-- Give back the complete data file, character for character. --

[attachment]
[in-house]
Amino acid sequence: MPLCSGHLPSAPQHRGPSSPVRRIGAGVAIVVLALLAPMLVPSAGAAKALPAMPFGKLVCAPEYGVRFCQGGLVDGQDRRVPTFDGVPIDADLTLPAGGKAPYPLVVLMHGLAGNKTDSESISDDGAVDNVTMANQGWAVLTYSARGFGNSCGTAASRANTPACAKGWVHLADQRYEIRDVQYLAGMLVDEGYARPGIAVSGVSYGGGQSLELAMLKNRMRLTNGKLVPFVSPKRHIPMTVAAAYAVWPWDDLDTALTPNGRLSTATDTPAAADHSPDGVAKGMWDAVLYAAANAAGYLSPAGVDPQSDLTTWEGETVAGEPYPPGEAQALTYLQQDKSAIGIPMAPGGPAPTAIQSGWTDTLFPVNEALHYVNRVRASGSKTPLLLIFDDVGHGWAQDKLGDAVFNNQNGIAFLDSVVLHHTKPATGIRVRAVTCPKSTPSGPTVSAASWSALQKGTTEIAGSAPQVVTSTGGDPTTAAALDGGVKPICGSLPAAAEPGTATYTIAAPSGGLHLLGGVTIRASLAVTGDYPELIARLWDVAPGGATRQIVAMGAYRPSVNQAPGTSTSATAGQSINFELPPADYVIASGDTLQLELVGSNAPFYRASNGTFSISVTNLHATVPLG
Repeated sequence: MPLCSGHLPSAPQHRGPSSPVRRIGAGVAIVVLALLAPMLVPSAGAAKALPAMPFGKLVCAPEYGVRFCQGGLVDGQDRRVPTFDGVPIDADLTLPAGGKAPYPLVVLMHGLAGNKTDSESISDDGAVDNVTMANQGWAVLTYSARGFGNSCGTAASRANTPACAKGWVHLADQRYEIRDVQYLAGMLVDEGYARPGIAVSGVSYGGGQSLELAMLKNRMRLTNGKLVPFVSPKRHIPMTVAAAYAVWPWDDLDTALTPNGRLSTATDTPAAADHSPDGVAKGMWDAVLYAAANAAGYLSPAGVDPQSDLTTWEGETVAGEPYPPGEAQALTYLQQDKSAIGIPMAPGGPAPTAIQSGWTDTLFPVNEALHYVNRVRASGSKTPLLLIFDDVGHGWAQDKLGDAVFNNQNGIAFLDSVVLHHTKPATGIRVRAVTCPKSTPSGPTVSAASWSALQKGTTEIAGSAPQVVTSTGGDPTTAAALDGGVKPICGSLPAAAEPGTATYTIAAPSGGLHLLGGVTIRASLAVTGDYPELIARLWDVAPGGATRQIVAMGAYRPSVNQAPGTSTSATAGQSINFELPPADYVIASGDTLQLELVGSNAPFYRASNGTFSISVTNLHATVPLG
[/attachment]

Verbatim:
[in-house]
Amino acid sequence: MPLCSGHLPSAPQHRGPSSPVRRIGAGVAIVVLALLAPMLVPSAGAAKALPAMPFGKLVCAPEYGVRFCQGGLVDGQDRRVPTFDGVPIDADLTLPAGGKAPYPLVVLMHGLAGNKTDSESISDDGAVDNVTMANQGWAVLTYSARGFGNSCGTAASRANTPACAKGWVHLADQRYEIRDVQYLAGMLVDEGYARPGIAVSGVSYGGGQSLELAMLKNRMRLTNGKLVPFVSPKRHIPMTVAAAYAVWPWDDLDTALTPNGRLSTATDTPAAADHSPDGVAKGMWDAVLYAAANAAGYLSPAGVDPQSDLTTWEGETVAGEPYPPGEAQALTYLQQDKSAIGIPMAPGGPAPTAIQSGWTDTLFPVNEALHYVNRVRASGSKTPLLLIFDDVGHGWAQDKLGDAVFNNQNGIAFLDSVVLHHTKPATGIRVRAVTCPKSTPSGPTVSAASWSALQKGTTEIAGSAPQVVTSTGGDPTTAAALDGGVKPICGSLPAAAEPGTATYTIAAPSGGLHLLGGVTIRASLAVTGDYPELIARLWDVAPGGATRQIVAMGAYRPSVNQAPGTSTSATAGQSINFELPPADYVIASGDTLQLELVGSNAPFYRASNGTFSISVTNLHATVPLG
Repeated sequence: MPLCSGHLPSAPQHRGPSSPVRRIGAGVAIVVLALLAPMLVPSAGAAKALPAMPFGKLVCAPEYGVRFCQGGLVDGQDRRVPTFDGVPIDADLTLPAGGKAPYPLVVLMHGLAGNKTDSESISDDGAVDNVTMANQGWAVLTYSARGFGNSCGTAASRANTPACAKGWVHLADQRYEIRDVQYLAGMLVDEGYARPGIAVSGVSYGGGQSLELAMLKNRMRLTNGKLVPFVSPKRHIPMTVAAAYAVWPWDDLDTALTPNGRLSTATDTPAAADHSPDGVAKGMWDAVLYAAANAAGYLSPAGVDPQSDLTTWEGETVAGEPYPPGEAQALTYLQQDKSAIGIPMAPGGPAPTAIQSGWTDTLFPVNEALHYVNRVRASGSKTPLLLIFDDVGHGWAQDKLGDAVFNNQNGIAFLDSVVLHHTKPATGIRVRAVTCPKSTPSGPTVSAASWSALQKGTTEIAGSAPQVVTSTGGDPTTAAALDGGVKPICGSLPAAAEPGTATYTIAAPSGGLHLLGGVTIRASLAVTGDYPELIARLWDVAPGGATRQIVAMGAYRPSVNQAPGTSTSATAGQSINFELPPADYVIASGDTLQLELVGSNAPFYRASNGTFSISVTNLHATVPLG